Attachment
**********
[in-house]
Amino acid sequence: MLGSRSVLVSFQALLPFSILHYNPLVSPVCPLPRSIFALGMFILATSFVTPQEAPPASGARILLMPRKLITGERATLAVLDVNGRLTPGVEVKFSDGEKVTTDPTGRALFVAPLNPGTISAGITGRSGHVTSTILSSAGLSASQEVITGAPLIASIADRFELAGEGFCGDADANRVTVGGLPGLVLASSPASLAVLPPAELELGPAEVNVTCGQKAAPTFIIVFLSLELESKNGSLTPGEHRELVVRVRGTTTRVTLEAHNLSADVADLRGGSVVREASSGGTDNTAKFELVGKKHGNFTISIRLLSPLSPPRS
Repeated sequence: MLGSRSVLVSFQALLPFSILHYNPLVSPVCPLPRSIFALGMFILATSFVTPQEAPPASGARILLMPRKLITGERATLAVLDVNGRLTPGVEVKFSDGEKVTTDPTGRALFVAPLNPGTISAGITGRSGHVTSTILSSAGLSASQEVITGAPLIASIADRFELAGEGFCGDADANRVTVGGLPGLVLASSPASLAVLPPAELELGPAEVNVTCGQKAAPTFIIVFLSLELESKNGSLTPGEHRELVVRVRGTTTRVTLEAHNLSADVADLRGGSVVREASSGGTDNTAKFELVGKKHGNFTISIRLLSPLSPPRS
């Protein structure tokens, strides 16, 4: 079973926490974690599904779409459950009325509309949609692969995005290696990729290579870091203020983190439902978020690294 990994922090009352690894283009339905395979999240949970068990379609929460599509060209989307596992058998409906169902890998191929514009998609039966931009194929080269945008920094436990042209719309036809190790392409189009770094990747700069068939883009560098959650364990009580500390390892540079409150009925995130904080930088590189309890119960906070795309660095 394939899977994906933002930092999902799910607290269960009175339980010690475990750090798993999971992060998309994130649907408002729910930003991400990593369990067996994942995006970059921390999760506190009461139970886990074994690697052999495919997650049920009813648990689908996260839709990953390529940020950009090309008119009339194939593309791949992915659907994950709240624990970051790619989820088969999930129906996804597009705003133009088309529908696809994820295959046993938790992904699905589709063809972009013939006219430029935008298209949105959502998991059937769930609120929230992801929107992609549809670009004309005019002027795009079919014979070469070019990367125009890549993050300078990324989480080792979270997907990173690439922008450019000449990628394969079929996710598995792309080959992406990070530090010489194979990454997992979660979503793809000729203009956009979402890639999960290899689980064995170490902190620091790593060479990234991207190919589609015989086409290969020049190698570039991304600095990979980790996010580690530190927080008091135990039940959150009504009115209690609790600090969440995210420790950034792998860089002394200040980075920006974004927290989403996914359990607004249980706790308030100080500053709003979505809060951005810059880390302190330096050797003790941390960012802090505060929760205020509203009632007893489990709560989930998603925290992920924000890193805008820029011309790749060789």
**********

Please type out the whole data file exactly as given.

[in-house]
Amino acid sequence: MLGSRSVLVSFQALLPFSILHYNPLVSPVCPLPRSIFALGMFILATSFVTPQEAPPASGARILLMPRKLITGERATLAVLDVNGRLTPGVEVKFSDGEKVTTDPTGRALFVAPLNPGTISAGITGRSGHVTSTILSSAGLSASQEVITGAPLIASIADRFELAGEGFCGDADANRVTVGGLPGLVLASSPASLAVLPPAELELGPAEVNVTCGQKAAPTFIIVFLSLELESKNGSLTPGEHRELVVRVRGTTTRVTLEAHNLSADVADLRGGSVVREASSGGTDNTAKFELVGKKHGNFTISIRLLSPLSPPRS
Repeated sequence: MLGSRSVLVSFQALLPFSILHYNPLVSPVCPLPRSIFALGMFILATSFVTPQEAPPASGARILLMPRKLITGERATLAVLDVNGRLTPGVEVKFSDGEKVTTDPTGRALFVAPLNPGTISAGITGRSGHVTSTILSSAGLSASQEVITGAPLIASIADRFELAGEGFCGDADANRVTVGGLPGLVLASSPASLAVLPPAELELGPAEVNVTCGQKAAPTFIIVFLSLELESKNGSLTPGEHRELVVRVRGTTTRVTLEAHNLSADVADLRGGSVVREASSGGTDNTAKFELVGKKHGNFTISIRLLSPLSPPRS
């Protein structure tokens, strides 16, 4: 079973926490974690599904779409459950009325509309949609692969995005290696990729290579870091203020983190439902978020690294 990994922090009352690894283009339905395979999240949970068990379609929460599509060209989307596992058998409906169902890998191929514009998609039966931009194929080269945008920094436990042209719309036809190790392409189009770094990747700069068939883009560098959650364990009580500390390892540079409150009925995130904080930088590189309890119960906070795309660095 394939899977994906933002930092999902799910607290269960009175339980010690475990750090798993999971992060998309994130649907408002729910930003991400990593369990067996994942995006970059921390999760506190009461139970886990074994690697052999495919997650049920009813648990689908996260839709990953390529940020950009090309008119009339194939593309791949992915659907994950709240624990970051790619989820088969999930129906996804597009705003133009088309529908696809994820295959046993938790992904699905589709063809972009013939006219430029935008298209949105959502998991059937769930609120929230992801929107992609549809670009004309005019002027795009079919014979070469070019990367125009890549993050300078990324989480080792979270997907990173690439922008450019000449990628394969079929996710598995792309080959992406990070530090010489194979990454997992979660979503793809000729203009956009979402890639999960290899689980064995170490902190620091790593060479990234991207190919589609015989086409290969020049190698570039991304600095990979980790996010580690530190927080008091135990039940959150009504009115209690609790600090969440995210420790950034792998860089002394200040980075920006974004927290989403996914359990607004249980706790308030100080500053709003979505809060951005810059880390302190330096050797003790941390960012802090505060929760205020509203009632007893489990709560989930998603925290992920924000890193805008820029011309790749060789």